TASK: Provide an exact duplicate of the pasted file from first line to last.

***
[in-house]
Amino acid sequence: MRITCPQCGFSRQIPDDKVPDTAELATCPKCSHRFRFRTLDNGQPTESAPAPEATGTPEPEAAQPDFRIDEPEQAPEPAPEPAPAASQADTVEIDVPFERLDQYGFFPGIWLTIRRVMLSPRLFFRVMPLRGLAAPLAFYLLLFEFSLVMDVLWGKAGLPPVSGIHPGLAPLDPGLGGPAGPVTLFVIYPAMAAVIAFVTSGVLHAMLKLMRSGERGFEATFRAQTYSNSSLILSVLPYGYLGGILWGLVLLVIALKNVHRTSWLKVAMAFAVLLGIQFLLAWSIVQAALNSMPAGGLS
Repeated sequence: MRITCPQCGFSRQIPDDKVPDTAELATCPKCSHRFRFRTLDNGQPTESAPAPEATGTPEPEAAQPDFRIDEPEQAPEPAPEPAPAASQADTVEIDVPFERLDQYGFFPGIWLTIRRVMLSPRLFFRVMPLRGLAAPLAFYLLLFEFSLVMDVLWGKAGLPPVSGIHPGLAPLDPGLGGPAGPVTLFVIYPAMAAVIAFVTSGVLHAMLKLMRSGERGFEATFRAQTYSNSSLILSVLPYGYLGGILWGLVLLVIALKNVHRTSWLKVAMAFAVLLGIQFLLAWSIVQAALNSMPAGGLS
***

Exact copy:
[in-house]
Amino acid sequence: MRITCPQCGFSRQIPDDKVPDTAELATCPKCSHRFRFRTLDNGQPTESAPAPEATGTPEPEAAQPDFRIDEPEQAPEPAPEPAPAASQADTVEIDVPFERLDQYGFFPGIWLTIRRVMLSPRLFFRVMPLRGLAAPLAFYLLLFEFSLVMDVLWGKAGLPPVSGIHPGLAPLDPGLGGPAGPVTLFVIYPAMAAVIAFVTSGVLHAMLKLMRSGERGFEATFRAQTYSNSSLILSVLPYGYLGGILWGLVLLVIALKNVHRTSWLKVAMAFAVLLGIQFLLAWSIVQAALNSMPAGGLS
Repeated sequence: MRITCPQCGFSRQIPDDKVPDTAELATCPKCSHRFRFRTLDNGQPTESAPAPEATGTPEPEAAQPDFRIDEPEQAPEPAPEPAPAASQADTVEIDVPFERLDQYGFFPGIWLTIRRVMLSPRLFFRVMPLRGLAAPLAFYLLLFEFSLVMDVLWGKAGLPPVSGIHPGLAPLDPGLGGPAGPVTLFVIYPAMAAVIAFVTSGVLHAMLKLMRSGERGFEATFRAQTYSNSSLILSVLPYGYLGGILWGLVLLVIALKNVHRTSWLKVAMAFAVLLGIQFLLAWSIVQAALNSMPAGGLS